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EU grabs 30MHz of spectrum for talking cars

My other car's a right nag

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The EU has agreed to reserve 30MHz of spectrum (around 5.9GHz) for cars that want to talk to each other, in the belief that doing so will save lives rather than add more driver-distracting gadgets.

The idea is that cars driving along a road will be able to spot hazards, such as a slippery surface, and will decide - presumably for the common good - to inform those following to take care. Quite how the cars following will alert their fleshy drivers to the problem remains to be seen, but that's not the EU's problem.

EU road accident deaths topped 42,000 people in 2006, and Viviane Reding paints the decision as "a decisive step towards meeting the European goal of reducing road accidents". The best way to reduce road deaths is, of course, making people wear seatbelts. In the UK we kill around ten people a day on our roads, making us one of the safest countries in the world, but that's almost entirely due to our insistence on wearing seatbelts rather than any high-tech jiggery-pokery.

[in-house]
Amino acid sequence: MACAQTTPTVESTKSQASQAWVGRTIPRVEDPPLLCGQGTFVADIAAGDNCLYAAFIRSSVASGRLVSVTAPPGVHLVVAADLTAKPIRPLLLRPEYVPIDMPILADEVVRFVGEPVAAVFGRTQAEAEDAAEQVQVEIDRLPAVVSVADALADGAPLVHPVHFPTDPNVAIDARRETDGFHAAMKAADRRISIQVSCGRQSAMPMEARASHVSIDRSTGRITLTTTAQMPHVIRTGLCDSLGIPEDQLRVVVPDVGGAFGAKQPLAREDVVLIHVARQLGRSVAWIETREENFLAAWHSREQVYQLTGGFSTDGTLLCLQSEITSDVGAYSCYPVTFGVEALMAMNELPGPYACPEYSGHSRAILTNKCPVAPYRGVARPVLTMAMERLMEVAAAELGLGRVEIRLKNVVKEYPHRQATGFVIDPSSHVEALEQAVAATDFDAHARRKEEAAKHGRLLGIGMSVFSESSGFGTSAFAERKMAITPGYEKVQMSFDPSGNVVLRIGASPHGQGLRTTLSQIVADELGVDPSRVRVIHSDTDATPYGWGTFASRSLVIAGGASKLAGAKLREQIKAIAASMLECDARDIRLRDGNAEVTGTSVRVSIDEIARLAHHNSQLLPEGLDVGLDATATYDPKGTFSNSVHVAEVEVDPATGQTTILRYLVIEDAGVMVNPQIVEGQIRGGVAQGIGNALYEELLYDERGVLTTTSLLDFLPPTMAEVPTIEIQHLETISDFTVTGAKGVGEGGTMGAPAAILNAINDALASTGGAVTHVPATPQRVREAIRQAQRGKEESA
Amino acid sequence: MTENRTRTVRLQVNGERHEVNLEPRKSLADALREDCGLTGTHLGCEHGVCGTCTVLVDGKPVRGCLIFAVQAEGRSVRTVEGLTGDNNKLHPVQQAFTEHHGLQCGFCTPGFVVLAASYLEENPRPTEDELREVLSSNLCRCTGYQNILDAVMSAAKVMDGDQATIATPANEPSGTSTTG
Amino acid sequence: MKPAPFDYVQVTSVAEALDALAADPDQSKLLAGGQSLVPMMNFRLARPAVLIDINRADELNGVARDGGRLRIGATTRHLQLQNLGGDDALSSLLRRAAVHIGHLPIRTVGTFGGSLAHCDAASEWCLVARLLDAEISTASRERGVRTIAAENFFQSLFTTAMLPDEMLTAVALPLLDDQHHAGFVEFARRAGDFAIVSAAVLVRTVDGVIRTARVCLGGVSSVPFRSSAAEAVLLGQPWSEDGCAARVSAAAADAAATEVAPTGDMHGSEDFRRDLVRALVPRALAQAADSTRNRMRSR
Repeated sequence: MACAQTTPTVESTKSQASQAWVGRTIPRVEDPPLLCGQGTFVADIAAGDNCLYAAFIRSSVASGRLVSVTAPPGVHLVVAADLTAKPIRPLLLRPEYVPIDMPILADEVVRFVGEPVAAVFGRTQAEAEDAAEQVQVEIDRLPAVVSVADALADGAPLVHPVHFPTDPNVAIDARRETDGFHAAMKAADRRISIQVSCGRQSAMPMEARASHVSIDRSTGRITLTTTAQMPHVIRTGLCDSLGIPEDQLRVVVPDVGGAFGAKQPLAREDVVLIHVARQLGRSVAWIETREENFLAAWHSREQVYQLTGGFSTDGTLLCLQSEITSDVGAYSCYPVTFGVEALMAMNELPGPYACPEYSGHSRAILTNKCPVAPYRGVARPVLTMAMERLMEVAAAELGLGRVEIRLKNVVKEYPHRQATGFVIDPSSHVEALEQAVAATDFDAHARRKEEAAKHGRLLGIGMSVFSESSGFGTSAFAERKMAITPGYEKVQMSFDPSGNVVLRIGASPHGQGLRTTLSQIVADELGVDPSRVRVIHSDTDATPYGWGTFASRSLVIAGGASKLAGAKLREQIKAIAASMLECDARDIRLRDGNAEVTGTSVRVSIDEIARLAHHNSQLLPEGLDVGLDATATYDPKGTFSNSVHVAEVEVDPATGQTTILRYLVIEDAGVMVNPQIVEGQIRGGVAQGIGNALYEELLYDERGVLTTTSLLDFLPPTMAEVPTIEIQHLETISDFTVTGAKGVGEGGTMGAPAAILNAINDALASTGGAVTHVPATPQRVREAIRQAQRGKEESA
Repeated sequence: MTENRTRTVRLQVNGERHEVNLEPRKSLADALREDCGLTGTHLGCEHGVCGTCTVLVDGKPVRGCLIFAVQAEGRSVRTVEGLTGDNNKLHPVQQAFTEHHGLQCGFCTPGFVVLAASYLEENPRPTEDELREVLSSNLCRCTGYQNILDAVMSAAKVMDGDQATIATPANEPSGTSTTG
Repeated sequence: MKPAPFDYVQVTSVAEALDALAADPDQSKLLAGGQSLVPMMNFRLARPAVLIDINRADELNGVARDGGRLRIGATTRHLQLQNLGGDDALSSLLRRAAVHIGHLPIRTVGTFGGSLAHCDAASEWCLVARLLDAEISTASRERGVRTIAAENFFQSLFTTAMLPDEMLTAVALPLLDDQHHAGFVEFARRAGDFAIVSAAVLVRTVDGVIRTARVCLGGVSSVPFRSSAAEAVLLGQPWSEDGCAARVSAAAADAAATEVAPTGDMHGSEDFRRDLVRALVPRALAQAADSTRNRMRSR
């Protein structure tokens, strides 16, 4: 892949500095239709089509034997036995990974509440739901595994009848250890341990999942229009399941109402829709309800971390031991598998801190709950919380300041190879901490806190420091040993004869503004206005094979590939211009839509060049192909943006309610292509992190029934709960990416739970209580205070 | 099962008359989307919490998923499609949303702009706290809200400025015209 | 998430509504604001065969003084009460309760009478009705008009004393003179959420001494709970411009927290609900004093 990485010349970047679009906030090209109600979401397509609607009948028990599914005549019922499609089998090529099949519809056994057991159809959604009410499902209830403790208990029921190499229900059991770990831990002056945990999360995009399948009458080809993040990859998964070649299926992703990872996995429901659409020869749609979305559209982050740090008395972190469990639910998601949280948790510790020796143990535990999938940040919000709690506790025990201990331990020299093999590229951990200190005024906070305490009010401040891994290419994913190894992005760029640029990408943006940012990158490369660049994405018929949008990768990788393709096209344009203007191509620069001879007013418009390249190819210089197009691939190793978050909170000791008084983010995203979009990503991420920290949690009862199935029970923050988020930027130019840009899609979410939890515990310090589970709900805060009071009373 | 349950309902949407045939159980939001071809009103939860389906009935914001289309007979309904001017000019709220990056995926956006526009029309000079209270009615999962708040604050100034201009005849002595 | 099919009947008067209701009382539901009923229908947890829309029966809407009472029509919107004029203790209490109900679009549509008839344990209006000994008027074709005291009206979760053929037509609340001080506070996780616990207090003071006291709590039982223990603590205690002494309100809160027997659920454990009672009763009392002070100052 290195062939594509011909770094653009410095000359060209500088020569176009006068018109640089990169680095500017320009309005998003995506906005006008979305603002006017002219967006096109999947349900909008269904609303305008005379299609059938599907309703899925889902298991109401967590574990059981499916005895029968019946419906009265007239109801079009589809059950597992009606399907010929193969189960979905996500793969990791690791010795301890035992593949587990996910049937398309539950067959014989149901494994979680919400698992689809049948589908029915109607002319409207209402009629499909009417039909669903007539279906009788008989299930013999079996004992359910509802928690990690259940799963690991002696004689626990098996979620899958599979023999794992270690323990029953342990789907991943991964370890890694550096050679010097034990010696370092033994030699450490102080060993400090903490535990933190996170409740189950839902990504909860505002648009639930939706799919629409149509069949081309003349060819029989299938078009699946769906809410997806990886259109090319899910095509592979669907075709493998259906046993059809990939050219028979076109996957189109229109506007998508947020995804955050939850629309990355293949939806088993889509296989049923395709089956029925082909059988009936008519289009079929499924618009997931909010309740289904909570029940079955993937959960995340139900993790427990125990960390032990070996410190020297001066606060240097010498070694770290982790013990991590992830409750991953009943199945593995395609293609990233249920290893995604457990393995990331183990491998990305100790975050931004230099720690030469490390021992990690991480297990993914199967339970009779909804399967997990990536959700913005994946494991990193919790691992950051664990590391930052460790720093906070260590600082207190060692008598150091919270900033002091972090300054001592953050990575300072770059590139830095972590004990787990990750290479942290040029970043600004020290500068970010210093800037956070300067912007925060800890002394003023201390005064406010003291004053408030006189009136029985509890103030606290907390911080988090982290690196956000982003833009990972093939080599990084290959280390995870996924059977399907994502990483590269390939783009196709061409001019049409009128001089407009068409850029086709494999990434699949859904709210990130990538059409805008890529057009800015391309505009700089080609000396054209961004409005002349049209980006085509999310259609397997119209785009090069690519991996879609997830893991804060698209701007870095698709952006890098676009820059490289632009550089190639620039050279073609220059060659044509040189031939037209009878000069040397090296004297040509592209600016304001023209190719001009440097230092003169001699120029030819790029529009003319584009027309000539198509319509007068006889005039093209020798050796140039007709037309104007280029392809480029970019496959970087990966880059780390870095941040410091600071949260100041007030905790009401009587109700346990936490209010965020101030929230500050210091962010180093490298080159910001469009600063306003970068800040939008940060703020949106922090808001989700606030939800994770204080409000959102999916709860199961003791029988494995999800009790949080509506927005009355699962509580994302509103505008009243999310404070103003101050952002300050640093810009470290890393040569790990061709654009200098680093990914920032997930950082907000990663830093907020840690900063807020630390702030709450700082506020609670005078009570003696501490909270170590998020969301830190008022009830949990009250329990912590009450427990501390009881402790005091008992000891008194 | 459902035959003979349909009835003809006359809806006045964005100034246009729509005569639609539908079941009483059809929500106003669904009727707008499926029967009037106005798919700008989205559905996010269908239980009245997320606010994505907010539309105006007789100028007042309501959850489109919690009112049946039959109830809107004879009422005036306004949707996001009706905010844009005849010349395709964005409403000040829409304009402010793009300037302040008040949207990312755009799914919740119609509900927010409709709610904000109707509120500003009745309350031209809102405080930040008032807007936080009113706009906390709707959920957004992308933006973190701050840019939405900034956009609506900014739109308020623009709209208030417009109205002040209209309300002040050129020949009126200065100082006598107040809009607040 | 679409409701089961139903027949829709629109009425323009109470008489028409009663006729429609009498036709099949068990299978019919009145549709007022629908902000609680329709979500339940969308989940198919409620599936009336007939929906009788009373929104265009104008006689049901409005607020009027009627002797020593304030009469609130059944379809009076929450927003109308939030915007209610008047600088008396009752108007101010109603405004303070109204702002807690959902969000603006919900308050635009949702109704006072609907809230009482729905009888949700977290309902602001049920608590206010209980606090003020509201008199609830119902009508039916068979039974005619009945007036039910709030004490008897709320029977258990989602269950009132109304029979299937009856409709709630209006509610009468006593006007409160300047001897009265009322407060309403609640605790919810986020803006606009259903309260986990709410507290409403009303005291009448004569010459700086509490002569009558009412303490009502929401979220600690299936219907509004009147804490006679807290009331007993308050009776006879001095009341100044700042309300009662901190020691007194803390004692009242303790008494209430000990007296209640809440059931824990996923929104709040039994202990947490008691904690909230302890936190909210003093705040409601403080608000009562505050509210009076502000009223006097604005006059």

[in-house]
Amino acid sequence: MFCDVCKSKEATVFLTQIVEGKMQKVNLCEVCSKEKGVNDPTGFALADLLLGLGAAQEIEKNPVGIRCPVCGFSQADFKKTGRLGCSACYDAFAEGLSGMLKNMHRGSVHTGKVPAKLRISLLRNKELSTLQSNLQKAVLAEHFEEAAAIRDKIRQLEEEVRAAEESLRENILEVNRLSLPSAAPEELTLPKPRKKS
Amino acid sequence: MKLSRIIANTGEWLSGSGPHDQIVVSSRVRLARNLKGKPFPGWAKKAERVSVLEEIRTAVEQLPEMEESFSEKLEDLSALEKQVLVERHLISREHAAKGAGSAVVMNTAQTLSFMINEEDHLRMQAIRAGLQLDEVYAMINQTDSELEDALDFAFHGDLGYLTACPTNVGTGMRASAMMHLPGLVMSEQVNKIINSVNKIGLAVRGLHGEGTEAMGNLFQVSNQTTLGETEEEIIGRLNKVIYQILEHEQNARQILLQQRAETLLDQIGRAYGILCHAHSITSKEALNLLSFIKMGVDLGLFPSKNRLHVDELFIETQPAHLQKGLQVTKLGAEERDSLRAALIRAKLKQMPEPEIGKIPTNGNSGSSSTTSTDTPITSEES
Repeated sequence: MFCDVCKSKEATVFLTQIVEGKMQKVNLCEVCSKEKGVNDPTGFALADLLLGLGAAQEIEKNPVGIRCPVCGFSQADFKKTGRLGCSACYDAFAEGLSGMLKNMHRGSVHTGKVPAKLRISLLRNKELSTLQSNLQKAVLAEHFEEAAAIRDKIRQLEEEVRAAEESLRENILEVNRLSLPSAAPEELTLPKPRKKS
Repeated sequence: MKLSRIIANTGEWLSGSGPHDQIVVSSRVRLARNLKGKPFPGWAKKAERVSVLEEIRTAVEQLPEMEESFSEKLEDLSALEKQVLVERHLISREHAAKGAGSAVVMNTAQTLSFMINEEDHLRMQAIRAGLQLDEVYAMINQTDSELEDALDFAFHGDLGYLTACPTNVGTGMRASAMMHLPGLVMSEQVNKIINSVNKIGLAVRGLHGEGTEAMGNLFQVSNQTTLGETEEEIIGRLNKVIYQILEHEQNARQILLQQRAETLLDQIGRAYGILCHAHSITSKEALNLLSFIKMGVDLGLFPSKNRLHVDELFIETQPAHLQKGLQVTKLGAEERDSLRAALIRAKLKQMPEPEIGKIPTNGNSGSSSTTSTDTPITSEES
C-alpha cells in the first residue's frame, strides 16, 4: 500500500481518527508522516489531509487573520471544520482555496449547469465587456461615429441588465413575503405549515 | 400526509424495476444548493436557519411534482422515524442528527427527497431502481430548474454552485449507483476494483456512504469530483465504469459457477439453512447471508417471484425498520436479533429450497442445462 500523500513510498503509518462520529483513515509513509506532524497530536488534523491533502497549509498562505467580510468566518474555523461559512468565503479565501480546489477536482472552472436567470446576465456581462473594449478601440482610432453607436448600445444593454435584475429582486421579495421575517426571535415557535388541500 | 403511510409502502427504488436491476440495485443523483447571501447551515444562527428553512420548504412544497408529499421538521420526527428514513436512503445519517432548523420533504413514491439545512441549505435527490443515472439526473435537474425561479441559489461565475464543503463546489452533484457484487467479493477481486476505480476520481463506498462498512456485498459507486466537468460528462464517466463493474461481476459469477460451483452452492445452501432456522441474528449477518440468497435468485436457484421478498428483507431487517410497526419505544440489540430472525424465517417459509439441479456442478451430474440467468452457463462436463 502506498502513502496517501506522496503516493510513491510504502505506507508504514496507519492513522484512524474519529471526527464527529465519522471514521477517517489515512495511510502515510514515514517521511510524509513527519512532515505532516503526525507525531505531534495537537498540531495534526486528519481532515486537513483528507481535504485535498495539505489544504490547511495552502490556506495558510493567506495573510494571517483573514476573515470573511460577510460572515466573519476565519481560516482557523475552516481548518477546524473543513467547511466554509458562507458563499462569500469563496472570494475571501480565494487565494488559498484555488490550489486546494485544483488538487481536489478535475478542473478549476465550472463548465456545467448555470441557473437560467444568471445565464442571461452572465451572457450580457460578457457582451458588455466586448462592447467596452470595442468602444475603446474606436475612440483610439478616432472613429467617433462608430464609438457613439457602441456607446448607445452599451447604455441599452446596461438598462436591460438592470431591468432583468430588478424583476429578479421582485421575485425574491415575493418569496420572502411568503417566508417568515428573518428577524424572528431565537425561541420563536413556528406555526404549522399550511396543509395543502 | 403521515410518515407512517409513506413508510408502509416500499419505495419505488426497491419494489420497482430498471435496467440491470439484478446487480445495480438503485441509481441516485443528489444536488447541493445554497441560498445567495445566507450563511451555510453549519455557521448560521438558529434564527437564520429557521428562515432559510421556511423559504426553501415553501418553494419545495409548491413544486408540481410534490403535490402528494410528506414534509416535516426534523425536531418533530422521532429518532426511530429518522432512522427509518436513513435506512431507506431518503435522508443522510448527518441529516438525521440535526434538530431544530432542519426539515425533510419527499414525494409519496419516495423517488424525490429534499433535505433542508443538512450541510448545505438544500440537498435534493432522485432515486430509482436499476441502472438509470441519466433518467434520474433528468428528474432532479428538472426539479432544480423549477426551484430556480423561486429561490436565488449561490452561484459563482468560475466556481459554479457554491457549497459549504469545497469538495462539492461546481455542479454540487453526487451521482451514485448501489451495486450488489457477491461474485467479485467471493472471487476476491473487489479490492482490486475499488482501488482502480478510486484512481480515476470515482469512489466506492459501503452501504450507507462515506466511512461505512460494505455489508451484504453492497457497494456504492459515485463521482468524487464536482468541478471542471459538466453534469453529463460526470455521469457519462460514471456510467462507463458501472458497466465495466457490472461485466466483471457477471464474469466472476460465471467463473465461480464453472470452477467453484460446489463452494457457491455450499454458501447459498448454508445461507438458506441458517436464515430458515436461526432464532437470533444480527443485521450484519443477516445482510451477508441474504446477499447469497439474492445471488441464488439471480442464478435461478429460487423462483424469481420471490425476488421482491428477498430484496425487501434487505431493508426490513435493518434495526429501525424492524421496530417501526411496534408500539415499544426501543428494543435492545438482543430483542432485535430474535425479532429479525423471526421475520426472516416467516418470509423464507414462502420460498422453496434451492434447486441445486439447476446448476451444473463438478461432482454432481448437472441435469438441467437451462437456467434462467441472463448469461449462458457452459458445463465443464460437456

It's not just about saving lives, though - the EU also quotes the marvellous figure that by 2010 we'll be losing €80 billion a year due to traffic jams. Spending serious money to prevent that makes sense. Of course, that figure assumes no one sitting in traffic is being productive - talking on a mobile phone, or thinking perhaps - but even half that would be well worth saving. As Ms Reding puts it: "Clearly saving time through smart vehicles communications systems means saving money."

It's not quite clear how short-range radio communications will prevent traffic jams any better than networked-sat-nav systems do today. Information on traffic flow is already available and automatically sent out to Traffic Master systems, at least in the UK, so being able to communicate to cars nearby could be seen as redundant.

There's plenty of bandwidth in the cellular frequencies for these applications, and little reason for cars to start chatting to their neighbours for the moment. Only if one envisions a time when cars can drive themselves, at least in part, does short-range communications between vehicles makes more sense, but it is the job of the EU to plan well in advance.

Local regulators will be reserving the spectrum within the next six months, but don't expect any traffic jams to disappear or lives to be saved - at least not until we can get rid of the driver behind the wheel. ®

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